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Introduction to Parasites and Parasitic Infections Introduction to Parasites and Parasitic

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Introduction to Parasites and Parasitic Infections Introduction to Parasites and Parasitic Powered By Docstoc
					Introduction to Parasites and
     Parasitic Infections
         Dr. David Haldane
              473-2392
  david.haldane@cdha.nshealth.ca
                 Parasites
•   Eukaryotic
•   Distinct from Fungi
•   No chlorophyll
•   Mixed group of organisms from protozoa
    to helminths
                Types of parasites
• Protozoa
    –   Single celled, Organized cellular structure
    –   May ingest solid particles
    –   Require aquatic environment
    –   Reproduce by binary fission at some point in life cycle
• Helminths (worms)
    – Multicellular, Organized internal structure; includes
         • Platyhelminths (flatworms)
         • Nematoda (roundworms)
•       Ectoparasites
    – Insects and arachnida found on the skin.
     Classification, disease and
       detection of parasites
• Protozoa (based on means of locomotion)
  – Amoebae
    • Form cytoplasmic protrusions (pseudopodia).
    • Occur as trophozoites (active, growing) and cyst
      (environmentally protected) forms.
      Classification, disease and
     detection of parasites (cont’d)
• Pathogens
  – Entamoeba histolytica
• Disease - Ranges from: asymptomatic,
  diarrhea to dysentery and liver disease.
• Transmission - Fecal-oral - contaminated
  water/food, (especially in the tropics).
  – Poor living conditions.
 Note: There is a morphologically identical non-pathogenic
 species called Entamoeba dispar. It is distinguished on the basis
 of clinical history / findings.
       Classification, disease and
      detection of parasites (cont’d)
•   Flagellates
    – Propelled by flagella.
    – May occur in trophozoites and cyst forms.
    – Have shape because of rigid outer wall.
•   Pathogens - Giardia lamblia
•   Disease - Ranges from asymptomatic to
    acute or chronic diarrhea
•   Transmission - Fecal-
    oral,waterborne,World wide.
     Classification, disease and
    detection of parasites (cont’d)
• Trichomonas vaginalis
  – Disease - Vaginitis.
  – Transmission - Sexual.
  – Detection - Microscopy of discharge, culture.
     Classification, disease and
    detection of parasites (cont’d)
• Trypanosoma spp
  – Cause Trypanosomiasis (Sleeping sickness -
    Africa; Chagas Disease - South America)
  – Disease - Fever, encephalitis; cardiac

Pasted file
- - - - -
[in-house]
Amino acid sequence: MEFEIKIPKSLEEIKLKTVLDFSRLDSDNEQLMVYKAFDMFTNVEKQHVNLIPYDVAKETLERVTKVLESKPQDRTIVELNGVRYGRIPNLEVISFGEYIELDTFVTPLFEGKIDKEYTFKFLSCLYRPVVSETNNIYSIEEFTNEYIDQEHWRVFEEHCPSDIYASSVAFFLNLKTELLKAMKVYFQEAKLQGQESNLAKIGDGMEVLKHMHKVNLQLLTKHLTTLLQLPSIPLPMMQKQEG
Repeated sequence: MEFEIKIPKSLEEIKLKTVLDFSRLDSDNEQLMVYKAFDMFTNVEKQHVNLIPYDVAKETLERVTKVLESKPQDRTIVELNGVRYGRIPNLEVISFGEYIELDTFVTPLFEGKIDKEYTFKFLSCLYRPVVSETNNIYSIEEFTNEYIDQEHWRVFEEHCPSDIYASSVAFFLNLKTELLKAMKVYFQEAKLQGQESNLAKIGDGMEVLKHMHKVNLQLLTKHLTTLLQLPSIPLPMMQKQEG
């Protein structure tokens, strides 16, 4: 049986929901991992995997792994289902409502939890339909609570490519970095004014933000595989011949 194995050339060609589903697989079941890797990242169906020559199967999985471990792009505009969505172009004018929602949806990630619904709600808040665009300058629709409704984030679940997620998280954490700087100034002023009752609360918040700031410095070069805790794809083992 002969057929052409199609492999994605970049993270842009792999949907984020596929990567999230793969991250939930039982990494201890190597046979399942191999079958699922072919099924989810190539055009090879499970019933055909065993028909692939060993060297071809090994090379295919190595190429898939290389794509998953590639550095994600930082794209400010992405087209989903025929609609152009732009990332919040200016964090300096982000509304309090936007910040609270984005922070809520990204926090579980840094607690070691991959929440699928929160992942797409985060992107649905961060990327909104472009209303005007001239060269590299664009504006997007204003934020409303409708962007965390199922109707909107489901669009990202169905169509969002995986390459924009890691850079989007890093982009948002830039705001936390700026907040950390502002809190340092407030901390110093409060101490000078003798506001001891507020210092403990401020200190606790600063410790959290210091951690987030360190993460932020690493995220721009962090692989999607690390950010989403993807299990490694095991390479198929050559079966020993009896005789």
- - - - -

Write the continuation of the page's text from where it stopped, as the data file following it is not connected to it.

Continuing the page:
complications (Chagas Disease).
  – Transmission - Tse-Tse fly (Africa), Reduvid
    Bug (South America).
  – Detection - Parasites stained on blood
    smears, serology.
     Classification, disease and
    detection of parasites (cont’d)
• Sporozoa
  – Mature forms are non motile.
  – Complex life cycles.
  – Pathogens - Plasmodium spp. Cause malaria.
  – Disease - Episodic fevers, anaemia - life
    threatening!
  – Transmission - Mosquito bites.
  – Detection: - Parasites stained on blood film.
     Classification, disease and
    detection of parasites (cont’d)
• Cryptosporidium parvum
  – Disease: - watery diarrhea (chronic in
    immunosuppressed)
  – Transmission: - fecal-oral, water borne,
    animals (zoonosis), world wide distribution
  – Detection: - microscopy of stool using special
    stains
     Classification, disease and
    detection of parasites (cont’d)
• Cyclospora cayetanensis
  – Disease - Watery diarrhea, similar to above.
  – Transmission - Fecal - oral, especially in
    tropics, outbreaks have occurred in North
    America.
  – Detection - As for Cryptosporidium.
     Classification, disease and
    detection of parasites (cont’d)
• Toxoplasma gondii
  – Disease - Mostly asymptomatic infection, but
    new infection in pregnancy causes fetal
    malformations; also infection in immuno-
    suppressed.
  – Transmission - By poorly cooked meat, from
    cat stool, rarely water.
  – Detection - By serology.
     Classification, disease and
    detection of parasites (cont’d)
• Helminths
  – Platyheminths (flatworms)
    • Cestodes – “tapeworms”
       – Ribbon like, segmented. No digestive system, adult
         attached to gut wall by scolex, larval forms in tissues.
       – Life cycle Definitive Host (gut contains adult worms)